Be thankful that the Washington Post does not make foreign policy decisions for the United States. A case in point is our relations with Myanmar, formerly known as Burma.
In its May 22 editorial (“Burma’s Path: U.S. Optimism May be Outrunning Reality”), the Post highlights the position of Representative Joseph Crowley (D-N.Y.), who claims “The big risk is that we’re going to lose leverage in terms of reform.” With the belief that sanctions can leverage reforms, Representative Crowley and others initiated legislative action last week to extend some of the U.S. sanctions against Burma for another year.
However, there was no mention in the editorial of a statement made by Senator Mitch McConnell on the floor of the Senate the day before: “I do not believe that Congress should reauthorize the . . . import sanctions [in the Burmese Freedom and Democracy Act].” From where I sit – in the center of U.S. political opinion and as an analyst of Myanmar’s economic and political development over the past five decades – Senator McConnell’s statement has much more significance for readers than Rep. Crowley’s remarks.
What’s going on here? How can one of our country’s most thoughtful newspapers do such a disservice to its readers?
The simplest explanation seems to be inertia. Since the 1990 elections in Myanmar, when Aung San Suu Kyi was blocked by a military junta from playing a leading role in the country’s governance following her party’s landslide victory, the Post has been one of the loudest and clearest voices in calling attention to the human rights abuses of Myanmar’s military rulers. These abuses were terrible, including the suppression of the monk-led Saffron Revolt in 2007, and the Post served its readers well by featuring them.
The rapid and unexpected progress Myanmar has made in the past two years toward democratic rule and economic prosperity has been encouraged by the engagement policy adopted in the first year of Barack Obama’s administration and has been rewarded by the progressive relaxation of a bewildering array of sanctions imposed over the past 20 years.
However, a civilian (but military dominated) government replaced the junta in 2011, and new President Thein Sein has since forged a remarkable partnership with Aung San Suu Kyi to lift the country out of the poverty and the conflicts of the past. She is now a member of the legislature, arguably the most prominent, and it is conceivable that she will emerge from the 2015 national elections as the country’s president. The rapid and unexpected progress Myanmar has made in the past two years toward democratic rule and economic prosperity has been encouraged by the engagement policy adopted in the first year of Barack Obama’s administration and has been rewarded by the progressive relaxation of a bewildering array of sanctions imposed over the past 20 years.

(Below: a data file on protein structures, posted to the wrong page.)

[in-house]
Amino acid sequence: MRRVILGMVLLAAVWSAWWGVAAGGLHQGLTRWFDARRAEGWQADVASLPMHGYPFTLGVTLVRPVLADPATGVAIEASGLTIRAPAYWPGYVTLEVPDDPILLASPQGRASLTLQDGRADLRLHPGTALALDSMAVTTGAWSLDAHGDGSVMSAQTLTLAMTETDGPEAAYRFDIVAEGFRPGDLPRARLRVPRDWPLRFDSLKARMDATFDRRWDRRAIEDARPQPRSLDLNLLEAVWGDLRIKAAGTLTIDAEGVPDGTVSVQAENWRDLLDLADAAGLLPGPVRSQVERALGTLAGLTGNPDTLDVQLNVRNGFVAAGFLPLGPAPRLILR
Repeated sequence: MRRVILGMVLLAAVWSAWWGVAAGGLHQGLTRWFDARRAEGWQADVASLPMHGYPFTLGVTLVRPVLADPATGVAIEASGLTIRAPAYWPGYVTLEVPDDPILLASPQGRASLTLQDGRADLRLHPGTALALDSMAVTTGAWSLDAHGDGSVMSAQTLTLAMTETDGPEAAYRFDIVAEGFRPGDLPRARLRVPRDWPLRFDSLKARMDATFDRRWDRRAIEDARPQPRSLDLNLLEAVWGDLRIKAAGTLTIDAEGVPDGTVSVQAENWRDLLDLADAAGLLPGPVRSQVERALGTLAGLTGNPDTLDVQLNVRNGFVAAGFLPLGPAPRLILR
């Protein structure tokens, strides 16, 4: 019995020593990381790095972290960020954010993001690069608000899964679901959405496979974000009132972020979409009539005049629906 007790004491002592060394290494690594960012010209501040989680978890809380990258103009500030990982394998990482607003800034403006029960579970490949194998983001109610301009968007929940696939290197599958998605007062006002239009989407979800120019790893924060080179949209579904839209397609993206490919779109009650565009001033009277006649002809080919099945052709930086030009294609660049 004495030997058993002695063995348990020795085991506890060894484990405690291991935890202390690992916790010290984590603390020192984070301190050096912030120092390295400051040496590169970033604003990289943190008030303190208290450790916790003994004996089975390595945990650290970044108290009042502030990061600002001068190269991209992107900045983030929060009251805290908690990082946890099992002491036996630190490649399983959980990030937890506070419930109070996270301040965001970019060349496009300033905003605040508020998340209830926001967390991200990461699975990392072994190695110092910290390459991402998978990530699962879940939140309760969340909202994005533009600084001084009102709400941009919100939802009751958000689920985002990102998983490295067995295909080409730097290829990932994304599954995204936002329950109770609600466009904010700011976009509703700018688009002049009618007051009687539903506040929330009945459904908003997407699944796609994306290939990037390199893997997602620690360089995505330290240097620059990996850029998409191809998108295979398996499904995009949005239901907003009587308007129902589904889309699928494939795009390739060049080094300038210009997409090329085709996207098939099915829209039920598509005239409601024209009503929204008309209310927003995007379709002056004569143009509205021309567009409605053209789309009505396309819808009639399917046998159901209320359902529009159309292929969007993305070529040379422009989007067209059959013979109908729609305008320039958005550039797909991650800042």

Violation of human rights is still a terrible fact of life in Myanmar today, especially in the army’s campaign against the Kachin ethnic minority and other minorities, and in the treatment of a Muslim group known as Rohingya. U.S. policy begins with efforts to reduce the human rights problems in Myanmar, but it doesn’t end there. In particular, it does not assume that U.S. sanctions can leverage reforms in Myanmar, as suggested by Representative Crowley, nor is it premised on the belief, implicit in Senator McConnell’s statement, that the historic transition underway in Myanmar today was prompted by the sanctions imposed by the United States and other countries.
Instead, U.S. policy gives credit for the astonishing turnaround in Myanmar’s governance to President Thein Sein and the other military and civilian leaders who saw that a course change was required to become a respected nation and who then had the courage to make it happen.
The last words come from Senator McConnell’s exceptional statement on the floor of the Senate, words that give the Post’s readers a better sense of our smart U.S. policy toward Burma/Myanmar than what they received in the May 22 editorial: “Many of us who have followed Burma for years never thought reform would come to this troubled country. This is an important moment and I believe it is time for Congress to take responsible action to continue to promote progress by encouraging those who are risking much within Burma . . .”
[On the U.S.-Chinese relationship in the U.N. climate negotiations at COP 24] There was a capacity to be a convener, each of us.That’s not available right now.
[On the U.S.-Chinese relationship in the U.N. climate negotiations at COP 24 and the Paris Agreement "Rulebook"] [There's] a lot of push this year from a number of developing countries to basically re-bifurcate these things. It’s a big fight.